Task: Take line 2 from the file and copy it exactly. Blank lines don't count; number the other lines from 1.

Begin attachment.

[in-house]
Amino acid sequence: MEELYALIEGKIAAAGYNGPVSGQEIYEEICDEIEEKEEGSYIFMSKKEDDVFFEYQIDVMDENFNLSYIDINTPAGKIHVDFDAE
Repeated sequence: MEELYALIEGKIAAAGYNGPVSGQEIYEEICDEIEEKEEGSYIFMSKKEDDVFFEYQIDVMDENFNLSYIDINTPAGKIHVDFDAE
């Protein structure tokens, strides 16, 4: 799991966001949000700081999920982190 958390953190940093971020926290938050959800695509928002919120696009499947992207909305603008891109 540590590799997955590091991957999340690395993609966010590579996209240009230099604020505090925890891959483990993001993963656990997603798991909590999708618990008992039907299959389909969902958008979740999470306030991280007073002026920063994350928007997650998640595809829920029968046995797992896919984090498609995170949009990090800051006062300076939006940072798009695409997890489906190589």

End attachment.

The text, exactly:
Amino acid sequence: MEELYALIEGKIAAAGYNGPVSGQEIYEEICDEIEEKEEGSYIFMSKKEDDVFFEYQIDVMDENFNLSYIDINTPAGKIHVDFDAE